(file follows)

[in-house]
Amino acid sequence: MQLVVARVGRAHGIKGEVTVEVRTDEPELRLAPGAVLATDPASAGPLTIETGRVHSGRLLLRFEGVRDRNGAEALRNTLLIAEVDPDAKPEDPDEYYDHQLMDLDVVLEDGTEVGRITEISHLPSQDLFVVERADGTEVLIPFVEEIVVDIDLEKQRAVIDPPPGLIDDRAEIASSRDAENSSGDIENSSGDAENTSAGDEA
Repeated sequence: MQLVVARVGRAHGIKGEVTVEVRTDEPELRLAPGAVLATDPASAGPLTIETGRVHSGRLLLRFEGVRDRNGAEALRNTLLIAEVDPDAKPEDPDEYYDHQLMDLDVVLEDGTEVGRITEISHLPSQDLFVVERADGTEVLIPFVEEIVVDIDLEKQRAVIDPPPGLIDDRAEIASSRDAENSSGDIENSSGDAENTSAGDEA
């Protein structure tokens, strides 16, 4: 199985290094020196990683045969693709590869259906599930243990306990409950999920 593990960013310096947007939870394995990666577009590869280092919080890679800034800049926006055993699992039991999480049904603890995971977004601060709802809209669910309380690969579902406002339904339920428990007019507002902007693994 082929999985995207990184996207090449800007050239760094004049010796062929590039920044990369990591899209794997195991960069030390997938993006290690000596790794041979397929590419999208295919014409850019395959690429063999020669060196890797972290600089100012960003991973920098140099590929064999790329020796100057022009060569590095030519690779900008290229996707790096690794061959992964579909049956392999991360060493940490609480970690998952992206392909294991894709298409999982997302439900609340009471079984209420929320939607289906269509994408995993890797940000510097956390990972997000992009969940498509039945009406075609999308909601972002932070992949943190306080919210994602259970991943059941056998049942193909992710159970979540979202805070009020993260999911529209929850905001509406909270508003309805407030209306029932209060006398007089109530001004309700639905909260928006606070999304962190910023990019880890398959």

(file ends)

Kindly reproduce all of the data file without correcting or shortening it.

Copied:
[in-house]
Amino acid sequence: MQLVVARVGRAHGIKGEVTVEVRTDEPELRLAPGAVLATDPASAGPLTIETGRVHSGRLLLRFEGVRDRNGAEALRNTLLIAEVDPDAKPEDPDEYYDHQLMDLDVVLEDGTEVGRITEISHLPSQDLFVVERADGTEVLIPFVEEIVVDIDLEKQRAVIDPPPGLIDDRAEIASSRDAENSSGDIENSSGDAENTSAGDEA
Repeated sequence: MQLVVARVGRAHGIKGEVTVEVRTDEPELRLAPGAVLATDPASAGPLTIETGRVHSGRLLLRFEGVRDRNGAEALRNTLLIAEVDPDAKPEDPDEYYDHQLMDLDVVLEDGTEVGRITEISHLPSQDLFVVERADGTEVLIPFVEEIVVDIDLEKQRAVIDPPPGLIDDRAEIASSRDAENSSGDIENSSGDAENTSAGDEA
């Protein structure tokens, strides 16, 4: 199985290094020196990683045969693709590869259906599930243990306990409950999920 593990960013310096947007939870394995990666577009590869280092919080890679800034800049926006055993699992039991999480049904603890995971977004601060709802809209669910309380690969579902406002339904339920428990007019507002902007693994 082929999985995207990184996207090449800007050239760094004049010796062929590039920044990369990591899209794997195991960069030390997938993006290690000596790794041979397929590419999208295919014409850019395959690429063999020669060196890797972290600089100012960003991973920098140099590929064999790329020796100057022009060569590095030519690779900008290229996707790096690794061959992964579909049956392999991360060493940490609480970690998952992206392909294991894709298409999982997302439900609340009471079984209420929320939607289906269509994408995993890797940000510097956390990972997000992009969940498509039945009406075609999308909601972002932070992949943190306080919210994602259970991943059941056998049942193909992710159970979540979202805070009020993260999911529209929850905001509406909270508003309805407030209306029932209060006398007089109530001004309700639905909260928006606070999304962190910023990019880890398959």